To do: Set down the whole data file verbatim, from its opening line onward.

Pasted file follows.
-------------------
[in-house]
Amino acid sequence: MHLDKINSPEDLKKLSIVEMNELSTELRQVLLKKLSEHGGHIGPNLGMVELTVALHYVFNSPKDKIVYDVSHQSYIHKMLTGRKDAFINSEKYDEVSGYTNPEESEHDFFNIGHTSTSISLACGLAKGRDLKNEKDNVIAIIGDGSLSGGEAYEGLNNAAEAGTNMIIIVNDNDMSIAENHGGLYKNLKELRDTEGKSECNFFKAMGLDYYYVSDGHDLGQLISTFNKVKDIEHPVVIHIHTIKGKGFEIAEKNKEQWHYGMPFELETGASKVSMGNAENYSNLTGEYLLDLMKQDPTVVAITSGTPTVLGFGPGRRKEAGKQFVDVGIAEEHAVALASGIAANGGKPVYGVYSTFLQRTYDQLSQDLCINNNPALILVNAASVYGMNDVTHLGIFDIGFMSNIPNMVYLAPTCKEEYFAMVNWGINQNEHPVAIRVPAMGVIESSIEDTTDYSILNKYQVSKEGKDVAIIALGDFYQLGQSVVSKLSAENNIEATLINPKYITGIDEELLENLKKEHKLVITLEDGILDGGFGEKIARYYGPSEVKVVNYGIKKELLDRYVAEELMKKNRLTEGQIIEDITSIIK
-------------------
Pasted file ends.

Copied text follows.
[in-house]
Amino acid sequence: MHLDKINSPEDLKKLSIVEMNELSTELRQVLLKKLSEHGGHIGPNLGMVELTVALHYVFNSPKDKIVYDVSHQSYIHKMLTGRKDAFINSEKYDEVSGYTNPEESEHDFFNIGHTSTSISLACGLAKGRDLKNEKDNVIAIIGDGSLSGGEAYEGLNNAAEAGTNMIIIVNDNDMSIAENHGGLYKNLKELRDTEGKSECNFFKAMGLDYYYVSDGHDLGQLISTFNKVKDIEHPVVIHIHTIKGKGFEIAEKNKEQWHYGMPFELETGASKVSMGNAENYSNLTGEYLLDLMKQDPTVVAITSGTPTVLGFGPGRRKEAGKQFVDVGIAEEHAVALASGIAANGGKPVYGVYSTFLQRTYDQLSQDLCINNNPALILVNAASVYGMNDVTHLGIFDIGFMSNIPNMVYLAPTCKEEYFAMVNWGINQNEHPVAIRVPAMGVIESSIEDTTDYSILNKYQVSKEGKDVAIIALGDFYQLGQSVVSKLSAENNIEATLINPKYITGIDEELLENLKKEHKLVITLEDGILDGGFGEKIARYYGPSEVKVVNYGIKKELLDRYVAEELMKKNRLTEGQIIEDITSIIK